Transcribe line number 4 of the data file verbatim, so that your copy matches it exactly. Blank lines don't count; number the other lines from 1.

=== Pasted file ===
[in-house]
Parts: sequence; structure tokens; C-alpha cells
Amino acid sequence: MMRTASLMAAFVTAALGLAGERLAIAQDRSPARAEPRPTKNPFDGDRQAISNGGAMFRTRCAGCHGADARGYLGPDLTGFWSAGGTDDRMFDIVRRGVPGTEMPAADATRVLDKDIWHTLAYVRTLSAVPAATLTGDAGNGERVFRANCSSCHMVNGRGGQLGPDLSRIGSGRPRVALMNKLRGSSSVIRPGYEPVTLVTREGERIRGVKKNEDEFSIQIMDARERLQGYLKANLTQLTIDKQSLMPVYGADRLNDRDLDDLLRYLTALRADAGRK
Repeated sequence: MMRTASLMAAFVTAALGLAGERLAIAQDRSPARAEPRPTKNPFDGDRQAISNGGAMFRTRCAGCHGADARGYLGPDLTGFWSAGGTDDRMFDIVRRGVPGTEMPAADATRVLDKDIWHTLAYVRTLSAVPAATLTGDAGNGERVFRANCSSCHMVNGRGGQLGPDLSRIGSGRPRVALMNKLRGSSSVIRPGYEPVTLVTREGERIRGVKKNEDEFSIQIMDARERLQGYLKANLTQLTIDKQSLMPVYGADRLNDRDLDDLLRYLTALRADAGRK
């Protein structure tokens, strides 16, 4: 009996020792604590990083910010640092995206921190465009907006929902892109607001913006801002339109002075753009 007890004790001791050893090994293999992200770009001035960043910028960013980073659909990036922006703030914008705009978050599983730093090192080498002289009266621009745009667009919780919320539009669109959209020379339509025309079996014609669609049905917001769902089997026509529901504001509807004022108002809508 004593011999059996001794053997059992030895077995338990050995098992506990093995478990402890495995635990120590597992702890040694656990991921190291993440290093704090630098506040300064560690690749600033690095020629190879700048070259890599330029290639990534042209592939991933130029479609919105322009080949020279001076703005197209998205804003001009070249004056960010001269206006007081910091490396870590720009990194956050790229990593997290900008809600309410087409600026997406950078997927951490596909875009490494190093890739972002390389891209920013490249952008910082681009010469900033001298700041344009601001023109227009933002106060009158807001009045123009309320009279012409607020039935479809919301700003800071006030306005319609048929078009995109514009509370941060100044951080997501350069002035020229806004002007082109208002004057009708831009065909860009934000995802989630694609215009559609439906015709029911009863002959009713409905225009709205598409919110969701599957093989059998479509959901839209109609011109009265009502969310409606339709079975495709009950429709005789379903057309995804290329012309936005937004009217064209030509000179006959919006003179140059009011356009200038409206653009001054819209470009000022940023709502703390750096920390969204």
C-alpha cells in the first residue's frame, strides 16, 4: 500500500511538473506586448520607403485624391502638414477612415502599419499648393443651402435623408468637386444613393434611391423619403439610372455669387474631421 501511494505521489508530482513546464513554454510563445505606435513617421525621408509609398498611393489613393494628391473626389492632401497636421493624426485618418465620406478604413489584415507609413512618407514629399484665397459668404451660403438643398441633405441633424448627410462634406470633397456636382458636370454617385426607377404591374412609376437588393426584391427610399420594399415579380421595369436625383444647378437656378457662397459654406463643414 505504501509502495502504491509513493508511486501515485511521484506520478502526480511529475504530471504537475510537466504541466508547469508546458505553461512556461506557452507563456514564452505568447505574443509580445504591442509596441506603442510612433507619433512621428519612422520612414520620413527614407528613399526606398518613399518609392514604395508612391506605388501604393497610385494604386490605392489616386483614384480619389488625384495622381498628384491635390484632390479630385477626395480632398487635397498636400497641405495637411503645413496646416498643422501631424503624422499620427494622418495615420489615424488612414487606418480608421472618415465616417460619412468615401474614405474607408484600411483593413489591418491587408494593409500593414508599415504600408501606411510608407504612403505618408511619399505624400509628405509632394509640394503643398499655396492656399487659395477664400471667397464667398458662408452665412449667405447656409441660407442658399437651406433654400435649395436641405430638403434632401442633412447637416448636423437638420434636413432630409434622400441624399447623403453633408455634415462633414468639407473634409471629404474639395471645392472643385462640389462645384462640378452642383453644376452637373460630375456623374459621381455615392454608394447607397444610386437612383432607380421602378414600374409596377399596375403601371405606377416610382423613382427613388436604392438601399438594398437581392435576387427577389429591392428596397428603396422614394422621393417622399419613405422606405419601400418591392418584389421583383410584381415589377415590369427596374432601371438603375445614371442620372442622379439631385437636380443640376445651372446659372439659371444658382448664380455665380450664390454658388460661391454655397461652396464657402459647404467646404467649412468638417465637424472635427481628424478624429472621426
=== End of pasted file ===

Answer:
Repeated sequence: MMRTASLMAAFVTAALGLAGERLAIAQDRSPARAEPRPTKNPFDGDRQAISNGGAMFRTRCAGCHGADARGYLGPDLTGFWSAGGTDDRMFDIVRRGVPGTEMPAADATRVLDKDIWHTLAYVRTLSAVPAATLTGDAGNGERVFRANCSSCHMVNGRGGQLGPDLSRIGSGRPRVALMNKLRGSSSVIRPGYEPVTLVTREGERIRGVKKNEDEFSIQIMDARERLQGYLKANLTQLTIDKQSLMPVYGADRLNDRDLDDLLRYLTALRADAGRK